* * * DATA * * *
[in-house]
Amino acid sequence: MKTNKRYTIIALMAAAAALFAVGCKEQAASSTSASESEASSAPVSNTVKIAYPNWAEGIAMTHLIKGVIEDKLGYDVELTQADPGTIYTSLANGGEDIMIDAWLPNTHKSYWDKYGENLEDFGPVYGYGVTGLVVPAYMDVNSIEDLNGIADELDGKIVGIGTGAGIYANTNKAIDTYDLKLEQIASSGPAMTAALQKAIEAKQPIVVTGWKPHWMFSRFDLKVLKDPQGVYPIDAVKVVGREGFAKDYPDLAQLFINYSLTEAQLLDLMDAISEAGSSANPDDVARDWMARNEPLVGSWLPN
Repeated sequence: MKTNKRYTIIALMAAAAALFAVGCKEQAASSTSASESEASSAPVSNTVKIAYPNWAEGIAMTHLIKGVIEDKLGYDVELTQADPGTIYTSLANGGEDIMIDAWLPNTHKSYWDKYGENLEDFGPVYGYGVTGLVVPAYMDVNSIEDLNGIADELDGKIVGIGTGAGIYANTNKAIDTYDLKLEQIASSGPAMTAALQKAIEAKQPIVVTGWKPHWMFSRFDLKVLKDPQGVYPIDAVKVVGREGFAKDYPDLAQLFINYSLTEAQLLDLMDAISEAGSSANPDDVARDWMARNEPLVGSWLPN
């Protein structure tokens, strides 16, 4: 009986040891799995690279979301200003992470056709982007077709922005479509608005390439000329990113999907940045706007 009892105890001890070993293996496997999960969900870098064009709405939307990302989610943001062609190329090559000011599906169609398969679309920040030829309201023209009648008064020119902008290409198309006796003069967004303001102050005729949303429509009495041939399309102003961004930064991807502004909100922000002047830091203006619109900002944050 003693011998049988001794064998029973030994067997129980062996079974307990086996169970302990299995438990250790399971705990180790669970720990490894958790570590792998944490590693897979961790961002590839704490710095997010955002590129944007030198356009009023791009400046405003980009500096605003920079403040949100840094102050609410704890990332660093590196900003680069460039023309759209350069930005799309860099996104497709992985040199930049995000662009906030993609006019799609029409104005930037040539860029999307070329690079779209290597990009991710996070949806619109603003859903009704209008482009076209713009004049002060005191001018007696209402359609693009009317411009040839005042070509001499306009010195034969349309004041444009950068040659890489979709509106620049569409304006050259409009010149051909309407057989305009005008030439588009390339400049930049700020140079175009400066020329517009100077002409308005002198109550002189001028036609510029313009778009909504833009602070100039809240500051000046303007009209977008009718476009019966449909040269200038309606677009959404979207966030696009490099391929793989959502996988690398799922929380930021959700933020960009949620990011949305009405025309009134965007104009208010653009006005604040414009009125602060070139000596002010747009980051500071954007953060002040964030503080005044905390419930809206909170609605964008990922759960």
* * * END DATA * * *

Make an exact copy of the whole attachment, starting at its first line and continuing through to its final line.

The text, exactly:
[in-house]
Amino acid sequence: MKTNKRYTIIALMAAAAALFAVGCKEQAASSTSASESEASSAPVSNTVKIAYPNWAEGIAMTHLIKGVIEDKLGYDVELTQADPGTIYTSLANGGEDIMIDAWLPNTHKSYWDKYGENLEDFGPVYGYGVTGLVVPAYMDVNSIEDLNGIADELDGKIVGIGTGAGIYANTNKAIDTYDLKLEQIASSGPAMTAALQKAIEAKQPIVVTGWKPHWMFSRFDLKVLKDPQGVYPIDAVKVVGREGFAKDYPDLAQLFINYSLTEAQLLDLMDAISEAGSSANPDDVARDWMARNEPLVGSWLPN
Repeated sequence: MKTNKRYTIIALMAAAAALFAVGCKEQAASSTSASESEASSAPVSNTVKIAYPNWAEGIAMTHLIKGVIEDKLGYDVELTQADPGTIYTSLANGGEDIMIDAWLPNTHKSYWDKYGENLEDFGPVYGYGVTGLVVPAYMDVNSIEDLNGIADELDGKIVGIGTGAGIYANTNKAIDTYDLKLEQIASSGPAMTAALQKAIEAKQPIVVTGWKPHWMFSRFDLKVLKDPQGVYPIDAVKVVGREGFAKDYPDLAQLFINYSLTEAQLLDLMDAISEAGSSANPDDVARDWMARNEPLVGSWLPN
């Protein structure tokens, strides 16, 4: 009986040891799995690279979301200003992470056709982007077709922005479509608005390439000329990113999907940045706007 009892105890001890070993293996496997999960969900870098064009709405939307990302989610943001062609190329090559000011599906169609398969679309920040030829309201023209009648008064020119902008290409198309006796003069967004303001102050005729949303429509009495041939399309102003961004930064991807502004909100922000002047830091203006619109900002944050 003693011998049988001794064998029973030994067997129980062996079974307990086996169970302990299995438990250790399971705990180790669970720990490894958790570590792998944490590693897979961790961002590839704490710095997010955002590129944007030198356009009023791009400046405003980009500096605003920079403040949100840094102050609410704890990332660093590196900003680069460039023309759209350069930005799309860099996104497709992985040199930049995000662009906030993609006019799609029409104005930037040539860029999307070329690079779209290597990009991710996070949806619109603003859903009704209008482009076209713009004049002060005191001018007696209402359609693009009317411009040839005042070509001499306009010195034969349309004041444009950068040659890489979709509106620049569409304006050259409009010149051909309407057989305009005008030439588009390339400049930049700020140079175009400066020329517009100077002409308005002198109550002189001028036609510029313009778009909504833009602070100039809240500051000046303007009209977008009718476009019966449909040269200038309606677009959404979207966030696009490099391929793989959502996988690398799922929380930021959700933020960009949620990011949305009405025309009134965007104009208010653009006005604040414009009125602060070139000596002010747009980051500071954007953060002040964030503080005044905390419930809206909170609605964008990922759960």